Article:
The first alleged terrorist is identified as Meliad Farah, also known as Hussein Hussein, an Australian citizen born Nov. 5, 1980. The second is Hassan El Hajj Hassan, a Canadian citizen born March 22, 1988, according to a statement of the Interior Ministry.
The ministry asked people who might have seen them to report to the nearest police station.
In February, Jason Kenney, Canadian immigration minister at the time, said one of the suspects in the Bulgarian attack was born in Lebanon, came to Canada at age eight, became a Canadian citizen and then left at age 12. He said he assumed the man was a dual Lebanese-Canadian citizen.
"I understand he may have been back to Canada a few times since then, but he has not has been a habitual resident in Canada since the age of 12,'' Kenney had said.
On Thursday, Canadian Foreign Affairs Minister John Baird described the suspect as a non-resident, dual national “who lived here for several years when he was a child.”
“We abhor the violence, the terrorist attack in Bulgaria that’s left several Israelis dead," added Baird in Ottawa.
A third suspect, a suicide bomber who died on the scene, has not been identified. Last August, Bulgarian experts produced the image of a young, dark-haired man based on the remains of his body, which was decapitated in the explosion. Fingerprints and DNA samples also have not led to results so far.
The Interior Ministry said that three weeks before the attack on July 18, 2012, the two named suspects were spotted in several nearby cities. Investigators believe they checked into hotels and hired cars with fake ID cards under the names of Brian Jeremiah Jameson, Jacque Felipe Martin and Ralph William Rico.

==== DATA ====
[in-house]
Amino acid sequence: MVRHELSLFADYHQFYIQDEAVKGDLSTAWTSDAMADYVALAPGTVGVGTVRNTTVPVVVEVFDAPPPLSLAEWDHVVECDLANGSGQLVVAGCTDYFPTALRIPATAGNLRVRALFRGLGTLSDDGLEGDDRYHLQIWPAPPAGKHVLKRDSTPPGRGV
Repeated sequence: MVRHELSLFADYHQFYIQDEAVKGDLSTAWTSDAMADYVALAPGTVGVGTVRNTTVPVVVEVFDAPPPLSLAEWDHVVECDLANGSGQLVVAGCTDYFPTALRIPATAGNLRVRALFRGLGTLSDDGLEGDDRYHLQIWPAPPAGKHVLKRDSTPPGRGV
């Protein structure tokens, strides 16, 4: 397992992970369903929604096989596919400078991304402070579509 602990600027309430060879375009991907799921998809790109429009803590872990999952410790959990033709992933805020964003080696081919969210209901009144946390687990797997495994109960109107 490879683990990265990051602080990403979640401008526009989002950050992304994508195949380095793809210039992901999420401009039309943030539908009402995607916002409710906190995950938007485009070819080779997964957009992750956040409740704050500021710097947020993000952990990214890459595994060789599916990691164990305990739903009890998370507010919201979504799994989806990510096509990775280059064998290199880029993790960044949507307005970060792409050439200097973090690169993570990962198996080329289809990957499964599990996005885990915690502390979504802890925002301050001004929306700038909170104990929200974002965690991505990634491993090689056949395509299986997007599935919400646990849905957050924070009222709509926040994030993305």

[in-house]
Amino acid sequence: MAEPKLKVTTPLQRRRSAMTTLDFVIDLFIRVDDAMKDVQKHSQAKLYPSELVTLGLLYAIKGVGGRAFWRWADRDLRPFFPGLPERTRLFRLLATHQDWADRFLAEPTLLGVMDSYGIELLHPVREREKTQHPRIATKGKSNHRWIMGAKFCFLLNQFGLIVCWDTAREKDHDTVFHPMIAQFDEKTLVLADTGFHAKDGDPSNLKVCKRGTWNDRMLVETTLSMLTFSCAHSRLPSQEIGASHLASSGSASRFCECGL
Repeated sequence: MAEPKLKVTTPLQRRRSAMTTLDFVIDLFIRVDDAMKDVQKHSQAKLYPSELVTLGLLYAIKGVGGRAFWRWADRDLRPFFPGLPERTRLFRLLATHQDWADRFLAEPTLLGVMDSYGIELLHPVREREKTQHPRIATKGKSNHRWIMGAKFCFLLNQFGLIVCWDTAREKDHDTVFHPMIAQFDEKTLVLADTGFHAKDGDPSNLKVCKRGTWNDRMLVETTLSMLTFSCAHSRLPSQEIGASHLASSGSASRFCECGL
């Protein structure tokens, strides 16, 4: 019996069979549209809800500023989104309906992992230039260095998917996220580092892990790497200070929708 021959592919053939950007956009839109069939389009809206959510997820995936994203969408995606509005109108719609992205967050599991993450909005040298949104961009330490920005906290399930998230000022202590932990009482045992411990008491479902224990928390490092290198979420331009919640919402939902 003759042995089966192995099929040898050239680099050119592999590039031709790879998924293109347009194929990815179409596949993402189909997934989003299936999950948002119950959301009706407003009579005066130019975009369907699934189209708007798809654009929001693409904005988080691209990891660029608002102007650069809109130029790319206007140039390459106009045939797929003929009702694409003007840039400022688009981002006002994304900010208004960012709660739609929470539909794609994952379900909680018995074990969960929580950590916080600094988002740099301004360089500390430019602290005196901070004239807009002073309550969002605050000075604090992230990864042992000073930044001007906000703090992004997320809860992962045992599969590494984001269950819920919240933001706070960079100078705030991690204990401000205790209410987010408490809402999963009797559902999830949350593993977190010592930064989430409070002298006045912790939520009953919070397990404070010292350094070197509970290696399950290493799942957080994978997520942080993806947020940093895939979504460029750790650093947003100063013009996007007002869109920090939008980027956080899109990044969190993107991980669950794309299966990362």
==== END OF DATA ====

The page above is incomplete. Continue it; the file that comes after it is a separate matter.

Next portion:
Bulgarian authorities had previously declared the citizenship of the two suspects but not the details.
Interior Minister Tsvetlin Yovchev would not explain why the details were being released now, saying that recently his ministry had "received data from international partners." He did not elaborate.
"What has already been published is the only information which can be revealed at this stage," he said.
On July 18, 2012, a bus carrying Israeli tourists exploded at the airport in Burgas, killing 7 — including five Israeli tourists, the Bulgarian bus driver, and the perpetrator of the attack — and injuring 35.
In February, Bulgarian authorities said there were reasons to believe that the suspects were members of the militant wing of Hezbollah. Last week, Minister Yovchev said there were "clear signs that say that Hezbollah was behind the bus bombing."
On Monday, the EU's 28 foreign ministers reached a unanimous decision to include the armed wing of Hezbollah in its list of terror organizations.
"We are thrilled that the European Union unanimously has agreed to designate Hezbollah a terrorist organization," Canada's Baird said Thursday. Canada has already labelled Hezbollah as a terrorist group.
_ With files from The Canadian Press.
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